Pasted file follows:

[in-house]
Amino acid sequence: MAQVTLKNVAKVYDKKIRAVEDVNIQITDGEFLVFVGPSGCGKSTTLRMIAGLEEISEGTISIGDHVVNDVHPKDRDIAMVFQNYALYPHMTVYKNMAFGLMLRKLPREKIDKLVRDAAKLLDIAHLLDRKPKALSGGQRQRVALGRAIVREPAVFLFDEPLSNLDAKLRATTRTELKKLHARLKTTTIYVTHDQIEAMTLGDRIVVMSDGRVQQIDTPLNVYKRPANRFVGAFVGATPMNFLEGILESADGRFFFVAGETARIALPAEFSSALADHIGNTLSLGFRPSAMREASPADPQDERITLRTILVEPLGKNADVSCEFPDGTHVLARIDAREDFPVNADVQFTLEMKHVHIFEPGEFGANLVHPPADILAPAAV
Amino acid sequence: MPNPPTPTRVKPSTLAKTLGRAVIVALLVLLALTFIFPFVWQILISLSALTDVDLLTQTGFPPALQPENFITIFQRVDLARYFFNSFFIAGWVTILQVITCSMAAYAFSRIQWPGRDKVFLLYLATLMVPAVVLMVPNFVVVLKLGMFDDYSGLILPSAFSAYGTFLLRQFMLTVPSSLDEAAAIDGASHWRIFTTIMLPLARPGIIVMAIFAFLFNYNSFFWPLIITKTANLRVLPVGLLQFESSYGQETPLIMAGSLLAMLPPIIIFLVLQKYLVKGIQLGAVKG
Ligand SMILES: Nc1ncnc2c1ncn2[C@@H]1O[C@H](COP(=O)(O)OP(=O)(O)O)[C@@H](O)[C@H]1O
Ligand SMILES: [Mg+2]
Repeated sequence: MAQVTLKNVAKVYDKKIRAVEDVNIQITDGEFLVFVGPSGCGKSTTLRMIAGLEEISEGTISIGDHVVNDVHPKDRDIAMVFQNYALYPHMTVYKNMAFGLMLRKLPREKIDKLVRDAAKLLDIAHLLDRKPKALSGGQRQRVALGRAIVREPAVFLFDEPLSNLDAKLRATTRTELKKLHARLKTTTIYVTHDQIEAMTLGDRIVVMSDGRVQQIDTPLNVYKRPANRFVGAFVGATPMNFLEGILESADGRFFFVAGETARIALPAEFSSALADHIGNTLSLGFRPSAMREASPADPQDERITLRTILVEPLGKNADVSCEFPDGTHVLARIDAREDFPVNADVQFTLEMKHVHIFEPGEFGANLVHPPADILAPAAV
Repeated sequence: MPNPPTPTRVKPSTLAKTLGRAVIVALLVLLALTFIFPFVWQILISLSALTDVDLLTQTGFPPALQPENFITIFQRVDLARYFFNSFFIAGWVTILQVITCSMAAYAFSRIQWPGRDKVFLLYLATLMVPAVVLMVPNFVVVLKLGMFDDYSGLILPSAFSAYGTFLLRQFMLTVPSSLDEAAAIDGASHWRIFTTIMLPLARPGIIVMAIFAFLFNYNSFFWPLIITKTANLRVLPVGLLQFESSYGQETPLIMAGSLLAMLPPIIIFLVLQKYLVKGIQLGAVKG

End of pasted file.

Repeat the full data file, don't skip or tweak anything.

[in-house]
Amino acid sequence: MAQVTLKNVAKVYDKKIRAVEDVNIQITDGEFLVFVGPSGCGKSTTLRMIAGLEEISEGTISIGDHVVNDVHPKDRDIAMVFQNYALYPHMTVYKNMAFGLMLRKLPREKIDKLVRDAAKLLDIAHLLDRKPKALSGGQRQRVALGRAIVREPAVFLFDEPLSNLDAKLRATTRTELKKLHARLKTTTIYVTHDQIEAMTLGDRIVVMSDGRVQQIDTPLNVYKRPANRFVGAFVGATPMNFLEGILESADGRFFFVAGETARIALPAEFSSALADHIGNTLSLGFRPSAMREASPADPQDERITLRTILVEPLGKNADVSCEFPDGTHVLARIDAREDFPVNADVQFTLEMKHVHIFEPGEFGANLVHPPADILAPAAV
Amino acid sequence: MPNPPTPTRVKPSTLAKTLGRAVIVALLVLLALTFIFPFVWQILISLSALTDVDLLTQTGFPPALQPENFITIFQRVDLARYFFNSFFIAGWVTILQVITCSMAAYAFSRIQWPGRDKVFLLYLATLMVPAVVLMVPNFVVVLKLGMFDDYSGLILPSAFSAYGTFLLRQFMLTVPSSLDEAAAIDGASHWRIFTTIMLPLARPGIIVMAIFAFLFNYNSFFWPLIITKTANLRVLPVGLLQFESSYGQETPLIMAGSLLAMLPPIIIFLVLQKYLVKGIQLGAVKG
Ligand SMILES: Nc1ncnc2c1ncn2[C@@H]1O[C@H](COP(=O)(O)OP(=O)(O)O)[C@@H](O)[C@H]1O
Ligand SMILES: [Mg+2]
Repeated sequence: MAQVTLKNVAKVYDKKIRAVEDVNIQITDGEFLVFVGPSGCGKSTTLRMIAGLEEISEGTISIGDHVVNDVHPKDRDIAMVFQNYALYPHMTVYKNMAFGLMLRKLPREKIDKLVRDAAKLLDIAHLLDRKPKALSGGQRQRVALGRAIVREPAVFLFDEPLSNLDAKLRATTRTELKKLHARLKTTTIYVTHDQIEAMTLGDRIVVMSDGRVQQIDTPLNVYKRPANRFVGAFVGATPMNFLEGILESADGRFFFVAGETARIALPAEFSSALADHIGNTLSLGFRPSAMREASPADPQDERITLRTILVEPLGKNADVSCEFPDGTHVLARIDAREDFPVNADVQFTLEMKHVHIFEPGEFGANLVHPPADILAPAAV
Repeated sequence: MPNPPTPTRVKPSTLAKTLGRAVIVALLVLLALTFIFPFVWQILISLSALTDVDLLTQTGFPPALQPENFITIFQRVDLARYFFNSFFIAGWVTILQVITCSMAAYAFSRIQWPGRDKVFLLYLATLMVPAVVLMVPNFVVVLKLGMFDDYSGLILPSAFSAYGTFLLRQFMLTVPSSLDEAAAIDGASHWRIFTTIMLPLARPGIIVMAIFAFLFNYNSFFWPLIITKTANLRVLPVGLLQFESSYGQETPLIMAGSLLAMLPPIIIFLVLQKYLVKGIQLGAVKG